‘it’s not a comment on the quality of the building or tod and billie’s architecture,’ says MoMa’s director glenn d. lowry, who personally visited the architects’studio to communicate the museum’s decision. the lot is the perfect amount of space needed to complete MoMa’s five-building complex, and will connect to a new 82-storey tower designed by acclaimed french architect jean nouvel. the museum will eventually gain 10,000 square feet of gallery space at thefolk art’s site, and an additional 40,000 with nouvel’s tower. although the decisions all around seem to be devoid of any purposeful malice towards the architects, more based on practical economical needs, one can’t help but feel an unfortunate loss for the world of architecture.

 

architect billie tsien states:

‘we feel really disappointed. there are of course the personal feelings — your buildings are like your children, and this is a particular, for us, beloved small child. but there is also the feeling that it’s a kind of loss for architecture, because it’s a special building, a kind of small building that’s crafted, that’s particular and thoughtful at a time when so many buildings are about bigness.’

 

 

if you would like to take part in the petition to save the folk art museum, click here.

 

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  • what a shame – a truly beautiful building, particularly on the inside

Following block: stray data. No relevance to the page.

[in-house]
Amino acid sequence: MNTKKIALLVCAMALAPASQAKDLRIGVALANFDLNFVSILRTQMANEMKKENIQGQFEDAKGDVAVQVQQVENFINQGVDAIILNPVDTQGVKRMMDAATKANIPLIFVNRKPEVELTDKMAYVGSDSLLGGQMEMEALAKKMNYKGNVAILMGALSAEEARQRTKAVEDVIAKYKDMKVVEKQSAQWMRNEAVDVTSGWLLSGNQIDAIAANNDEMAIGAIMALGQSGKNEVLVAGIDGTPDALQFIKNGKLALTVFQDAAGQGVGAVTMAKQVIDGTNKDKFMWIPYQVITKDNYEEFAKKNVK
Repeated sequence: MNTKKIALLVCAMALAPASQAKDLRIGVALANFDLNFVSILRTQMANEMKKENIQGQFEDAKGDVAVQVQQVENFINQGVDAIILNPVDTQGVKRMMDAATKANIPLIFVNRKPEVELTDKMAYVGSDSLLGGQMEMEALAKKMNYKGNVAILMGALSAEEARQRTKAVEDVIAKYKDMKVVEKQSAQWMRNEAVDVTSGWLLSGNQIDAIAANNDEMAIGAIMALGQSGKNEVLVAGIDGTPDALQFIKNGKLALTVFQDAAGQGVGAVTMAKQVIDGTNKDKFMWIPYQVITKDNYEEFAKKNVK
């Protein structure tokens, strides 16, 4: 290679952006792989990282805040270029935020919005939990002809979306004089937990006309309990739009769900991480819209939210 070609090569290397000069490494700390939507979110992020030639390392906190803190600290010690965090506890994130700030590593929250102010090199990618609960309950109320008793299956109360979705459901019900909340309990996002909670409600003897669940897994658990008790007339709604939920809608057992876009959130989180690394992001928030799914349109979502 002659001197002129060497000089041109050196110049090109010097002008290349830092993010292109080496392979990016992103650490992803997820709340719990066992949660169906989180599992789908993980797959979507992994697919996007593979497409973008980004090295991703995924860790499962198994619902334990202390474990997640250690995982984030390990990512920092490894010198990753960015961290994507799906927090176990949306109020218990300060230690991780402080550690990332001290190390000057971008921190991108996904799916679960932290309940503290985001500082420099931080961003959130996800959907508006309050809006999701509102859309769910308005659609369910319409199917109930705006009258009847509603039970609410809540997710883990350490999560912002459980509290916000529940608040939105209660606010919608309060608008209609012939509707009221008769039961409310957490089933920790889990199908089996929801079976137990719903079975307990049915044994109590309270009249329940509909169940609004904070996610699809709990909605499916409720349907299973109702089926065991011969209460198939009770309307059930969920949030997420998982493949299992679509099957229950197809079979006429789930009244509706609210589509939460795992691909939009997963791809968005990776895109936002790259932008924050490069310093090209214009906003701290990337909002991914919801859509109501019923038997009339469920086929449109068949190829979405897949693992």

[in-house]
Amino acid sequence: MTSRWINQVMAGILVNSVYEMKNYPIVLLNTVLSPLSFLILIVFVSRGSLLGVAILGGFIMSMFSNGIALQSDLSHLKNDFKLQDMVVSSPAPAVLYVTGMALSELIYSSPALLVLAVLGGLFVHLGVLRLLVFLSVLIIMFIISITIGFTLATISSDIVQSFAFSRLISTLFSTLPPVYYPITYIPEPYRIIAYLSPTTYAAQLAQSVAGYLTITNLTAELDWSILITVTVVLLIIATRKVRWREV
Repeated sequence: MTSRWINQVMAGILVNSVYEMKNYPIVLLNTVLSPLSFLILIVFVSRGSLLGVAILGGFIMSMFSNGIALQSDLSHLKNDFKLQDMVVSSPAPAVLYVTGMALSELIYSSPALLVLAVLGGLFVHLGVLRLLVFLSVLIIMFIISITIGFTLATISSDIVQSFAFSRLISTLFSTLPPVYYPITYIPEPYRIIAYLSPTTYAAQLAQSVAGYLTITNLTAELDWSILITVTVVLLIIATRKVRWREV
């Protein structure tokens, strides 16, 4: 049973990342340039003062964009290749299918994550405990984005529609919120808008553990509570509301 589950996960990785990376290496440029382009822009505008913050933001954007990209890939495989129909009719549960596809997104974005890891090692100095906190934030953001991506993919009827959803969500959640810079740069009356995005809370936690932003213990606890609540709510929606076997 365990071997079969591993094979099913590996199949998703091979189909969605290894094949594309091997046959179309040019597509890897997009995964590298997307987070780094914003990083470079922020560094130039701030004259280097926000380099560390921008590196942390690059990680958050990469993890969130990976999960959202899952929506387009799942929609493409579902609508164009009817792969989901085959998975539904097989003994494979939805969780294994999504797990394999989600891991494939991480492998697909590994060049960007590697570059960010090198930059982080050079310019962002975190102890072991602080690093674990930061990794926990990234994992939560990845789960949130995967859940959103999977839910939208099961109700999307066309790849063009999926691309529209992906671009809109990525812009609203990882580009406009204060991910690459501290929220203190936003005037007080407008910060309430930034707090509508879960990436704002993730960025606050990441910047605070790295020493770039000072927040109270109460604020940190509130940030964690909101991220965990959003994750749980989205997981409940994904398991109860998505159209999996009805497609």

dbkii says:
  • It is a beautiful building, if a bit design-ostentatious and self-conscious. A failure as a museum, however. The trustees were bewitched by the location, assumed huge spillover from MoMA attendance, but that didn’t (and was unlikely to) happen.

    Would make a great corporate headquarters for, say, a technology company or ad agency or hedge fund. Too bad MoMA couldn’t build around it and lease the building for its income stream. But Jean Nouvel, the new tower’s designer, wouldn’t stand for if. Besides, he’s already suffered enough: the city and its misguided Planning Commission under Amanda Burden decapitated his Torre Verre because it ostensibly eclipsed the Chrysler Building, 15 streets and three and a half avenues away.

    Mort d'Urban says:
  • At a time when we are becoming more sensitive to WASTE, this is a shame, if not shameful. A loss in so many ways.

    Mike Jackson says:
  • Please help out with signing the PETITION to save it!

    http://www.change.org/petitions/save-the-former-american-folk-art-museum-from-demolition

    Tell everyone you know.

    Chris says:
  • …. and we wonder why the arts and architects get so little respect.

    rich says:
  • This is really not a great building at all. I was completely disappointed when I visited. Keeping the facade would be interesting, but nothing behind it is worth anything architecturally.

    I feel is would be hard to build a less interesting building in it place.

    Peter says:
  • Petition signed! Looks like another environmental travesty awaits.

    Mr Green says:
  • It served its purpose. demolish it. There is nothing permanent in this world but change. Nostalgia is a disease that should be cured. Blast it. even though we all know the replacement building will be comparatively uglier

    Numa says: